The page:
Space in the Mind is Peace in the Heart
I've just come back from a month in the States at Gabriel Cousens Tree of Life - Raw Food - Rejuvenation Centre and a Mondo Zen Teacher Training Retreat with Jun Po Roshi. I planned for a month of contrast and I certainly got it. In Arizona at the "Tree" I roamed around a mountainous desert, ate raw food, sat wearing white with eyes closed and palms turned up in chin mudra. At the Wild Goose Zendo in Massachusetts I abided by a lake in the woods, ate cooked food, sat wearing black with eyes open and chin mudra palms turned down. And it seems while the comparisons and contrasts were huge and felt both in the mind and the body, all roads lead to the Soul through the path of the Heart.
In a different space I might write more about the contrast between these two paths... but for now, in aid of International Peace day, I want to write more about creating space in the mind and peace in the heart. I think we've mostly arrived at a place that recognises that everywhere we go, there we always are. There is no escaping the skin encapsulated ego... yet this is not who we really are, for we are not that which can be observed. To think that we are that which we see in the mirror, or that we are that which is thought in the mind, is quite likely the biggest misconception of all time.
So then who are you? Who am I? Who are we, if we are not that which we see in the mirror, and if we are not that which is thinking? Are we not the thoughts, feelings and ideas that run through our mind? No. Then are we not our vocational titles or our parental labels? Yes we have all of these things... but these "things" that we call ourselves are not who we really are!
Then who are you? Who am I? Who are we, if we are not these things? We are that which see's all of these things... that which is capable of observing the thoughts, feelings, emotions, ideas, beliefs, attitudes and perceptions that arise and fall away. We are that which is ever presently mindful and aware. We are that which is unwavering and perfectly balanced. We are that which is able to remain joyful and peaceful for no reason at all. We are not that which arises and falls away, no, indeed we are that which is in fact ever present. To truly KNOW this is peace of mind.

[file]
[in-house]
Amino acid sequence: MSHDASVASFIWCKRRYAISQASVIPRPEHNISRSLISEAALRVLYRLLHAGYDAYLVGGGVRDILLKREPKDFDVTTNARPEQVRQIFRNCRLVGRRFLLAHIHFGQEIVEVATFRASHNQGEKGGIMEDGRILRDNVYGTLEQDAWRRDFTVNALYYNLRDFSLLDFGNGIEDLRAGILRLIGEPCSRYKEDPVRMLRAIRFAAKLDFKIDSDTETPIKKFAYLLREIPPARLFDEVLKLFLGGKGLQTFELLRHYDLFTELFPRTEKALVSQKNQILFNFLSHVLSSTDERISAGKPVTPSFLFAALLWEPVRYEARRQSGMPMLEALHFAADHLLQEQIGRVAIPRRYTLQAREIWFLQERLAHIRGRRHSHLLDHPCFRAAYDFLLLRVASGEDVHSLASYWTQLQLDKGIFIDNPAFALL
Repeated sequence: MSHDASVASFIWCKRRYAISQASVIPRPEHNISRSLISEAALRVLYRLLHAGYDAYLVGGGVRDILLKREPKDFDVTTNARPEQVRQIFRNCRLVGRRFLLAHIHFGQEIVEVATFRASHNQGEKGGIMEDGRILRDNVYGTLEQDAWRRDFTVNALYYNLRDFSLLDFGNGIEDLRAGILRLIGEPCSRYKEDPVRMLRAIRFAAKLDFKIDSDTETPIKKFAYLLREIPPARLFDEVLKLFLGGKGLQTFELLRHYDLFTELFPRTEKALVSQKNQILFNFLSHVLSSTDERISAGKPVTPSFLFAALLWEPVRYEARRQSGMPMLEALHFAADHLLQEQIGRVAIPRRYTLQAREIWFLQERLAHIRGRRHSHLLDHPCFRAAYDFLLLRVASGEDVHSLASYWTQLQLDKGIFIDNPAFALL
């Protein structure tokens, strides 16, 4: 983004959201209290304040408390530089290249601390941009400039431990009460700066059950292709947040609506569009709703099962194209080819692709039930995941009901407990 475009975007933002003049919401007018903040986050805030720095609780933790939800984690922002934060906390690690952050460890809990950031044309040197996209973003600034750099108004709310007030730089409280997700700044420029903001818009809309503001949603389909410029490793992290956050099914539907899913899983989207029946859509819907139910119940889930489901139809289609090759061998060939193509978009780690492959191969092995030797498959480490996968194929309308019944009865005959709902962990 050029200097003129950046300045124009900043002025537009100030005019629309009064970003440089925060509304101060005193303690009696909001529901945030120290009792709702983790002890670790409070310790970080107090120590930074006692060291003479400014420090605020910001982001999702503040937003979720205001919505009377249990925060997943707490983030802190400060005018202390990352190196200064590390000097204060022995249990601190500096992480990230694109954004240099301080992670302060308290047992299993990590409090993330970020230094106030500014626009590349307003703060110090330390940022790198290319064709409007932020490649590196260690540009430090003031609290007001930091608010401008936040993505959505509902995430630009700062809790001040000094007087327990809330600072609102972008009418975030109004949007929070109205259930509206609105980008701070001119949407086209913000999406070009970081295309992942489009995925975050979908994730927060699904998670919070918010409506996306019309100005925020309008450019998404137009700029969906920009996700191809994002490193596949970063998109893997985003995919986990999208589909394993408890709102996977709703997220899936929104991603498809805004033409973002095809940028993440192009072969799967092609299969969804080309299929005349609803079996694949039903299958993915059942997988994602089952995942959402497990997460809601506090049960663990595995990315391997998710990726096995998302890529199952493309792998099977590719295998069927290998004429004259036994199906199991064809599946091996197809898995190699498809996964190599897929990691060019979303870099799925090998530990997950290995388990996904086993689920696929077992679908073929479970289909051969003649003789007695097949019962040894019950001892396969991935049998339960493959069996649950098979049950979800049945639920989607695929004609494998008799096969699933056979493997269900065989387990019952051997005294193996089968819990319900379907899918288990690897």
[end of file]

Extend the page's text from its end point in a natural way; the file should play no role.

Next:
And the only way we can know this, truly know this, is to be still and quiet and just sit and BE in the art of meditation. Concentration meditation is what a balanced life practice begins with and is grounded in; and it is what leads to unreasonable joy and peace... in other words, we experience peaceful joy for no reason at all. In Sanskrit this is called Samadhi and is otherwise known as Bliss. And the more people that awaken to this notion, the more peaceful is our experience of this thing called life.
In order to realize this Bliss, we need to know the difference between that which can be observed and that which we truly are - which means we need to sit in quiet concentration. This is the first step to meditation. Unless we can concentrate, we cannot meditate. And we need to meditate to realize how we identify who we are by that which we think and see. Remember you are not the thoughts that you have and you are not who you see in the mirror!!! You are that which observes these things.
If we can identify with the observer, or the seer, of these things then we are no longer associated with all of those random thoughts, ideas and perceptions that the mind continually churns through its robotic conditioning. Meditation therefore helps one transcend our robotic knee-jerk responses and realize the ever present joy that is available to us beyond the patterns of the judging mind.
This cannot be understood by simply sitting here and reading these words. It can only be realized if one were to actually be quiet and still and sit; repeatedly and consistently. Not just for one day, although once will give you a taste and improve that day, but to truly realize this experience we must engage in it every day. I haven't met one authentic teacher so far who thinks they have arrived at a place where they have transcended the need to sit - and neither have I met every teacher, so there could be a couple out there. But on the whole, us mere mortals, need to sit!